Barry's defence: I am perfectly innocent. I have not committed burglary. I have never been charged with it. I am a respectable married man, and have always paid 20s. in the pound. I am not a cur who commits an offence and then comes and asks for mercy.
Moore's defence: I know nothing of the burglary; I was not on the side of the street they say I was. I came straight from over the water.
SERGEANT SMITH (Re-examined). There is another way into the schools from Giltspur Street, but it is not open at that time in the morning; it closes with an iron gate 10 feet high, and is closed every night—I have measured the distances: from the Plough to the public-house is 100 paces, and from the two points where the prisoners were arrested, is 75 paces—there is no brick work above the iron door, but it is so high that no man could climb over it—it is locked by the sexton every night—this vacant space in the map is the private yard of these houses—just at the end of Cock Lane there is a very dark recess where some carts are.
BARRY NOT GUILTY .
MOORE GUILTY . He had been convicted at Clerkenwell of attempting to pick pockets, and had been twice charged and discharged with a caution.— Twelve Months' Hard Labour. The Recorder awarded £1 each to Fortman and Pointer.
MR. MUIR Prosecuted.
JOHN CHARLES GOOD . I am proprietor of Edward Herbert & Co., tea tasters, 21, Fenchurch Street—towards the end of July, 1896, an action was brought against my firm by the prisoner in the Mayor's Court—I had not seen him, but I had made inquiries and resisted the claim—I went into Court, and when the case was called on there was no appearance
by the plaintiff—the case was never reinstated—I had to pay about £40 costs.
Cross-examined by the prisoner. I was told that you purposely ran against a box and purposely hart yourself, and your representative came and asked if we would settle the action for £10—you were waiting outside, and two days after the trial your brother came and asked us to pay £1—I employed a detective, and I believe you were medically examined—the doctors said that years ago you had met with a fracture—a report was made to my solicitor. (The doctor's report was here put in, stating that he attended the prisoner on August 10th, 1896, who was walking with a limp and was using a stick, and stated that he had been injured in Fenchurch Street by a big bale falling on him, that he had seen a doctor who said his spleen teas displaced, and that he had been in St. Bartholomew's Hospital, that upon examination he complained of pain on pressure of the abdomen, and that there was an old sear on his right leg, the result of a compound fracture).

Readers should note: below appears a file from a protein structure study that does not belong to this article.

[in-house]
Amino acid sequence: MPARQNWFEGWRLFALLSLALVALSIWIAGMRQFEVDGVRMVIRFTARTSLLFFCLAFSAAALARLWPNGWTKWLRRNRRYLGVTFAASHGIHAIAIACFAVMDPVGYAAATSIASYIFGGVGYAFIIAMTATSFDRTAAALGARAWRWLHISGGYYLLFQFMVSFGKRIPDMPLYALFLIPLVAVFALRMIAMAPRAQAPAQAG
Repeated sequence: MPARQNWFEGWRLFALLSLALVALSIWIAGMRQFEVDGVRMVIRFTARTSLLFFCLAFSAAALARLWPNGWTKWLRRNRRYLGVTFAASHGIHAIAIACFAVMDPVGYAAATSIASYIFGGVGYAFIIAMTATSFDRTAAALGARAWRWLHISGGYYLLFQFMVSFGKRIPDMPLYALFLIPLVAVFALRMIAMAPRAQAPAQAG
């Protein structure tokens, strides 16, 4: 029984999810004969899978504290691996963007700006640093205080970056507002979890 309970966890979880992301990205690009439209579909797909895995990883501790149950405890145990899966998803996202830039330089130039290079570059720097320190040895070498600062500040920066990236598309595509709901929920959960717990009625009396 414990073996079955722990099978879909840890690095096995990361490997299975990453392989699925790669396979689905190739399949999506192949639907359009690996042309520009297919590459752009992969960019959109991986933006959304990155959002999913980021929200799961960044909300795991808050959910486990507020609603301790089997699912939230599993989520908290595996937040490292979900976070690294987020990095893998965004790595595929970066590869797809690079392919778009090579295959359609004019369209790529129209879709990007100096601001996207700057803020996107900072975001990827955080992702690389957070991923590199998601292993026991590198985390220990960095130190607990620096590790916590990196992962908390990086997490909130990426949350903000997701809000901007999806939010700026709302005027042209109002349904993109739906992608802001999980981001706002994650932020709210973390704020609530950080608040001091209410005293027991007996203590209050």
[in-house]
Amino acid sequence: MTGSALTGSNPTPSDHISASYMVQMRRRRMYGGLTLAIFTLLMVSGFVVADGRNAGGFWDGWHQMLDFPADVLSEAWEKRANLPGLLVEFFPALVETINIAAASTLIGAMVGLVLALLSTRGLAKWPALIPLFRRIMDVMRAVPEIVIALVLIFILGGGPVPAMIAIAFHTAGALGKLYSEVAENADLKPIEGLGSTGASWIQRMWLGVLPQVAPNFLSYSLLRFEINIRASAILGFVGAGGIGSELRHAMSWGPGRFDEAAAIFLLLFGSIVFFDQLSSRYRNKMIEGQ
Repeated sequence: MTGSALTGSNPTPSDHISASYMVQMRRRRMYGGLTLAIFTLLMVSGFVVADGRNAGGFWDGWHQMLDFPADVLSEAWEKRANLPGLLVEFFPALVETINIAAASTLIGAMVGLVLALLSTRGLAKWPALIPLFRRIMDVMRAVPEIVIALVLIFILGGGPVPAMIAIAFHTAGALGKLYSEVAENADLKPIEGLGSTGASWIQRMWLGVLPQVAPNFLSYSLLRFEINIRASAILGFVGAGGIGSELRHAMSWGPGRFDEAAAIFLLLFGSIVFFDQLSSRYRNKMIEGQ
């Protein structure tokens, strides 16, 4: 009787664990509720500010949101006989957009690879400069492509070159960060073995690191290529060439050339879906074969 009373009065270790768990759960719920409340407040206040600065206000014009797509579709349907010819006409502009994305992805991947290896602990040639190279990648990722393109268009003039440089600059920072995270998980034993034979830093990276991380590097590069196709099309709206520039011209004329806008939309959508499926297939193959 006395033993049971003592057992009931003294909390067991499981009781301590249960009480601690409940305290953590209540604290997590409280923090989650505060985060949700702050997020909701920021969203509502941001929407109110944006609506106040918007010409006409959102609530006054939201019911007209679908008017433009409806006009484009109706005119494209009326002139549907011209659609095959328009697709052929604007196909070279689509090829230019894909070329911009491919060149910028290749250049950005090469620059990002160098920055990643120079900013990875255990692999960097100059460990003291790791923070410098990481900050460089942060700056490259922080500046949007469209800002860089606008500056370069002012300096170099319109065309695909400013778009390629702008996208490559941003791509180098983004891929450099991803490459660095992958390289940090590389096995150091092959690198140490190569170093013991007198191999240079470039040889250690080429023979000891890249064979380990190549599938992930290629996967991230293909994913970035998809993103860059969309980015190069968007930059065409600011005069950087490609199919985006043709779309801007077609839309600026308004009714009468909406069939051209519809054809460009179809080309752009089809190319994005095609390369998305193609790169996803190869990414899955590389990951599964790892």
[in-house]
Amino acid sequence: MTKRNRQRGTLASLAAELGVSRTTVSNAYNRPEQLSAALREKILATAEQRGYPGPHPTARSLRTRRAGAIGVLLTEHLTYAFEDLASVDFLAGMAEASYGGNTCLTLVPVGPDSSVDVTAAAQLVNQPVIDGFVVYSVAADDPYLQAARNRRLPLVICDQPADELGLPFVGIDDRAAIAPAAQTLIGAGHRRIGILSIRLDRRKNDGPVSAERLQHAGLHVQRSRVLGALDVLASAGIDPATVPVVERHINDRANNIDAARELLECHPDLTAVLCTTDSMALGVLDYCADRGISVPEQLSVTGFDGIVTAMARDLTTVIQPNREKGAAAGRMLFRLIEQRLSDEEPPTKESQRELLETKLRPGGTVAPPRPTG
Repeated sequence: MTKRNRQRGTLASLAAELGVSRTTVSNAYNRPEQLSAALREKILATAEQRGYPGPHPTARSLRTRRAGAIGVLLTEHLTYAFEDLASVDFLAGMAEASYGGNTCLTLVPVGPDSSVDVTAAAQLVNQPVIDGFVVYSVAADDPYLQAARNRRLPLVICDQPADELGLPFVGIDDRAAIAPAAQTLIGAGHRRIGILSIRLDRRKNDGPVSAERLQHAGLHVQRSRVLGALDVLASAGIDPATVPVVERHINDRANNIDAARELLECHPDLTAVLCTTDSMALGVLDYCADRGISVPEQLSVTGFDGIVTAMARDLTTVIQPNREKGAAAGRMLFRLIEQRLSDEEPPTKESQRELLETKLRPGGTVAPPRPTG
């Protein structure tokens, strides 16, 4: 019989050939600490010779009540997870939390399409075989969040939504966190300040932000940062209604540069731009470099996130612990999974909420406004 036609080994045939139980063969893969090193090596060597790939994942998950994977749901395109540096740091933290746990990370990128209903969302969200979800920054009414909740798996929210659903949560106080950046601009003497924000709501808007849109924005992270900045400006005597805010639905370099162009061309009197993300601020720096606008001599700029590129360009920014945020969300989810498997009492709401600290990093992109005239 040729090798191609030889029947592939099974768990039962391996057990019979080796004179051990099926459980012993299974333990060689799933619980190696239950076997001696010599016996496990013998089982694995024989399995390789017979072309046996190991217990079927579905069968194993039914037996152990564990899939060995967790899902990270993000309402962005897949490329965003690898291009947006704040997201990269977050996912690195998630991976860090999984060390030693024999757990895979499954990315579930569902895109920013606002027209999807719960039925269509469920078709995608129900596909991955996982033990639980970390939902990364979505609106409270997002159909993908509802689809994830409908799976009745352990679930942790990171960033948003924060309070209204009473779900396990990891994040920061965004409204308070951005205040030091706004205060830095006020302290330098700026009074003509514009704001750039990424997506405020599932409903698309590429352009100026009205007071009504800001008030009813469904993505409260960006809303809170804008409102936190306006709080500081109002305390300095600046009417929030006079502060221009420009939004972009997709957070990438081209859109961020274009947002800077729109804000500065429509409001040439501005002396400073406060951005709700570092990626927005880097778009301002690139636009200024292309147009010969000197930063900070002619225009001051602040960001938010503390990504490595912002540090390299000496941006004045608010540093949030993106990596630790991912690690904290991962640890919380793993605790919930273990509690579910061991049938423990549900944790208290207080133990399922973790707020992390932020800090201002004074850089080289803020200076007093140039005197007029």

JOHN HIBBERT . I am head packer to Frederick Gale and others, warehousemen, of 32, St. Paul's Churchyard—on March 9th or 10th last year, at 5.45 p.m. I was at the bottom of the lift shoot delivering goods—I heard a voice saying, "Why don't you pull your rope in, there is a man fallen over it and gone to the front door"—I went to the counting-house, the prisoner was there, he said that he had fallen over the rope—I took him down and bathed bis arm under the tap and saw nothing the matter with it, and gave him some whiskey—one of my men bound up his arm and he left—he came again next morning and handed me this card, "J. Barry, Well Engineer"—I took him to one of the partners—I afterwards saw him at Guildhall in a cell.
Cross-examined. No one else has fallen over my rope for the last 18 years—my rope had no right to be on the public foot-path—I cannot prove that it was not there—the firm sympathized with you and gave you money—I don't think they made any enquiries—the pavement is 39 ins. wide—it was a wet night and dark—it was about six o'clock, 12 months ago yesterday.
ROBERE MACKIE , I am one of the firm of E. M. Moreland & Co.—on March 10th lost year I saw the prisoner, Mr. Bull was present—he said that he had fallen over the rope the night before, and he felt it very painful all night and went to the doctor—he had his arm bandaged up—he said he was a diver and should be detained at home two or three weeks and he left it to us to say what we would give him—I authorized the cashier to pay him £5 and obtained this receipt from him—(This was in full compensation for all claims).